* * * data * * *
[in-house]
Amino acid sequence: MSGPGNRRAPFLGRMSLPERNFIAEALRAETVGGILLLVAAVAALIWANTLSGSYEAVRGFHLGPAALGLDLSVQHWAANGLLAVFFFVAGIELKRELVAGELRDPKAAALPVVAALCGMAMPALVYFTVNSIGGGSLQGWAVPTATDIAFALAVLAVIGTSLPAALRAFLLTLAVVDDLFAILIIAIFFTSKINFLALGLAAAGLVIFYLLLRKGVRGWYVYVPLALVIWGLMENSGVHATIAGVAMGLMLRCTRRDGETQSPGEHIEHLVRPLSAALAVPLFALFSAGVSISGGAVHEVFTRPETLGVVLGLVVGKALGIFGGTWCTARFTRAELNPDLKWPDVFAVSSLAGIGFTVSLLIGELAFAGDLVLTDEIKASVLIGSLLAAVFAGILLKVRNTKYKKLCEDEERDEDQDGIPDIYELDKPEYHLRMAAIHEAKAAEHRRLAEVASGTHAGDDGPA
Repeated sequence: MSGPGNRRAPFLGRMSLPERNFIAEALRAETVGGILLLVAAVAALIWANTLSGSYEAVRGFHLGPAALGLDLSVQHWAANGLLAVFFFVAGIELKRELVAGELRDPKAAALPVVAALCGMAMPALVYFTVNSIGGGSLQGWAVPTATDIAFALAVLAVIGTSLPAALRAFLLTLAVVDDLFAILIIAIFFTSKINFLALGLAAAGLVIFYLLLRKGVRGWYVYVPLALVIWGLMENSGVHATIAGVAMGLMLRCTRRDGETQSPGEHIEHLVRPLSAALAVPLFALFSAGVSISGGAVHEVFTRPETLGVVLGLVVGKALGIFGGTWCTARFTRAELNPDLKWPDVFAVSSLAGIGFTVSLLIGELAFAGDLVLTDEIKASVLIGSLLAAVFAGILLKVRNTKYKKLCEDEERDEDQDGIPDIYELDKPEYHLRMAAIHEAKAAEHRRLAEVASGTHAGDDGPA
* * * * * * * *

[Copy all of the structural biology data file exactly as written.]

[in-house]
Amino acid sequence: MSGPGNRRAPFLGRMSLPERNFIAEALRAETVGGILLLVAAVAALIWANTLSGSYEAVRGFHLGPAALGLDLSVQHWAANGLLAVFFFVAGIELKRELVAGELRDPKAAALPVVAALCGMAMPALVYFTVNSIGGGSLQGWAVPTATDIAFALAVLAVIGTSLPAALRAFLLTLAVVDDLFAILIIAIFFTSKINFLALGLAAAGLVIFYLLLRKGVRGWYVYVPLALVIWGLMENSGVHATIAGVAMGLMLRCTRRDGETQSPGEHIEHLVRPLSAALAVPLFALFSAGVSISGGAVHEVFTRPETLGVVLGLVVGKALGIFGGTWCTARFTRAELNPDLKWPDVFAVSSLAGIGFTVSLLIGELAFAGDLVLTDEIKASVLIGSLLAAVFAGILLKVRNTKYKKLCEDEERDEDQDGIPDIYELDKPEYHLRMAAIHEAKAAEHRRLAEVASGTHAGDDGPA
Repeated sequence: MSGPGNRRAPFLGRMSLPERNFIAEALRAETVGGILLLVAAVAALIWANTLSGSYEAVRGFHLGPAALGLDLSVQHWAANGLLAVFFFVAGIELKRELVAGELRDPKAAALPVVAALCGMAMPALVYFTVNSIGGGSLQGWAVPTATDIAFALAVLAVIGTSLPAALRAFLLTLAVVDDLFAILIIAIFFTSKINFLALGLAAAGLVIFYLLLRKGVRGWYVYVPLALVIWGLMENSGVHATIAGVAMGLMLRCTRRDGETQSPGEHIEHLVRPLSAALAVPLFALFSAGVSISGGAVHEVFTRPETLGVVLGLVVGKALGIFGGTWCTARFTRAELNPDLKWPDVFAVSSLAGIGFTVSLLIGELAFAGDLVLTDEIKASVLIGSLLAAVFAGILLKVRNTKYKKLCEDEERDEDQDGIPDIYELDKPEYHLRMAAIHEAKAAEHRRLAEVASGTHAGDDGPA